It’s Friday, February 12, and the pandemic is helping airlines save money — and reduce emissions.

Transatlantic flights are positioned to get a little more eco-friendly in the next few weeks as airlines are given the green light to pursue their own flight paths. Since the pandemic has reduced flight traffic, air traffic controllers are experimenting with allowing pilots to choose their own paths across the sea, potentially saving airlines money on fuel and reducing emissions.

NATS and Nav Canada, the flight controllers that are responsible for U.K. and Canadian airspace respectively, are going to let airlines select paths based on optimal speed and trajectories. A few years ago this wouldn’t have been possible, but new technology has allowed controllers to collect real-time data on planes over the ocean. With fewer planes in the air, the controllers believe they can safely eliminate the precaution of designated paths.

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That could mean much more fuel-efficient flights. Researchers at the University of Reading in England estimate that fuel use for transatlantic flights could be reduced by up to 16 percent if pilots take better advantage of wind patterns when flying east. With the airline sector accounting for about 2 percent of global CO2 emissions, any reductions in fuel use are helpful toward the global aviation industry’s target of cutting flight emissions in half by 2050.

Adam Mahoney

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Economic recovery packages that countries have issued in response to the COVID-19 crisis are falling short of the green spending levels that followed in the wake of the 2008 financial crisis, according to a new analysis by Vivid Economics, an economic consultancy firm. Only 12 percent of COVID-recovery stimulus spending is going toward low-carbon technology and renewable energy, compared with 16 percent following the 2008 crash.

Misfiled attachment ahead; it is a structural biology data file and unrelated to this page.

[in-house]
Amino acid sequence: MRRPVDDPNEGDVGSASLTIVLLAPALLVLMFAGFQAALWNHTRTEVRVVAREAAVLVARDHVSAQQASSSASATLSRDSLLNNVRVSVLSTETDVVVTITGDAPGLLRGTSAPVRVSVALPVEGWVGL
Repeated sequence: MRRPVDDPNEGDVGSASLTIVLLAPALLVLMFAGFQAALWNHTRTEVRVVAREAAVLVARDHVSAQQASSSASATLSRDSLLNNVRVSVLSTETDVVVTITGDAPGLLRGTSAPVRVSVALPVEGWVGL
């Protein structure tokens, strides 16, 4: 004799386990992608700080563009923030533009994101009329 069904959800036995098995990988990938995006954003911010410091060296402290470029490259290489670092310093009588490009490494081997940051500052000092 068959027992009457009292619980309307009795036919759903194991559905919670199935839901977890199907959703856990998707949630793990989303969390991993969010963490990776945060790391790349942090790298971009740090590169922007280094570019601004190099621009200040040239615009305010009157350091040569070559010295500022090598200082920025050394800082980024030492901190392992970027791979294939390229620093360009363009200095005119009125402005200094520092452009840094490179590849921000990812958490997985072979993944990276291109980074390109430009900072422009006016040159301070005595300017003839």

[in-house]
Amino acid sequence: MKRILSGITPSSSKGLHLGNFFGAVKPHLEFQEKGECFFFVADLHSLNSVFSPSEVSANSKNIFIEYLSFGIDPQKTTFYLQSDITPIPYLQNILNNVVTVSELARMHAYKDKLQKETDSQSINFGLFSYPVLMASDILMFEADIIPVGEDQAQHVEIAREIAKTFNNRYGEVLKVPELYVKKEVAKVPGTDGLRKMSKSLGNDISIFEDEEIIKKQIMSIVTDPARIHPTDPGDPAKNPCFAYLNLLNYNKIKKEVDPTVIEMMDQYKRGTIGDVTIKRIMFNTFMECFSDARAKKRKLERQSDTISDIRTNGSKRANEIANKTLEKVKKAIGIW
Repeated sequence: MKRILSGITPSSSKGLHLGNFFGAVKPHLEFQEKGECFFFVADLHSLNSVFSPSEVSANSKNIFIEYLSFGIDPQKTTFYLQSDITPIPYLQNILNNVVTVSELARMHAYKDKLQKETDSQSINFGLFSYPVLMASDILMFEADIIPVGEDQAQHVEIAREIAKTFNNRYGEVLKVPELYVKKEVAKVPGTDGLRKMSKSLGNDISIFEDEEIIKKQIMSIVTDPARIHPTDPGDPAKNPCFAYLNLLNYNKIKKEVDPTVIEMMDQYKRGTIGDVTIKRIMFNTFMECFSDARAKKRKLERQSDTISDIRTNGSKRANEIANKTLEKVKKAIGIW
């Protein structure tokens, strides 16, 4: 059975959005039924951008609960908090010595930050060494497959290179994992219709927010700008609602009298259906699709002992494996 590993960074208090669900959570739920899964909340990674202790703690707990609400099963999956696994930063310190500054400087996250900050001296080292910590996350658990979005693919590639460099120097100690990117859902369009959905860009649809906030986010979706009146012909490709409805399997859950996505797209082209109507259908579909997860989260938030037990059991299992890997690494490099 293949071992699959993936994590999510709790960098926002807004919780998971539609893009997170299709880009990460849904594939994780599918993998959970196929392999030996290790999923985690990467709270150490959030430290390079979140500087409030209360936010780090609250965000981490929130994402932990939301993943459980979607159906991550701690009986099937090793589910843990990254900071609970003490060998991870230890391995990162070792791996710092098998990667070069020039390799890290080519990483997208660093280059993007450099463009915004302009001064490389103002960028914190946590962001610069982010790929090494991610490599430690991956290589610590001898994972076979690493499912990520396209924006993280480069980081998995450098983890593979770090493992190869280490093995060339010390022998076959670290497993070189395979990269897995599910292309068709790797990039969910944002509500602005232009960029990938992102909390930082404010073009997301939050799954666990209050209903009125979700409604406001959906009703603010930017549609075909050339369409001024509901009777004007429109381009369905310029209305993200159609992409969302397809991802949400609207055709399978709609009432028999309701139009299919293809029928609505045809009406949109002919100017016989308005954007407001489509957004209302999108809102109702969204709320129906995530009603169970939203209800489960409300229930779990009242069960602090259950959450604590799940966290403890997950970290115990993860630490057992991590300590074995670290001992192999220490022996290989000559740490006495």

A satellite identified a massive methane leak in Turkmenistan earlier this month. The leak from eight natural gas pipelines released 10,000 kilograms of methane per hour — the equivalent of the hourly emissions of roughly 250,000 cars — and likely continued for several hours, according to the satellite company that detected it.

Fracking in Appalachia has failed to deliver local economic returns, according to a report published Wednesday by the Ohio River Valley Institute, an independent think tank. A decade into the fracking boom, counties in Ohio, Pennsylvania, and West Virginia have not experienced significant gains in jobs, income, and population growth.

Alexandria Herr

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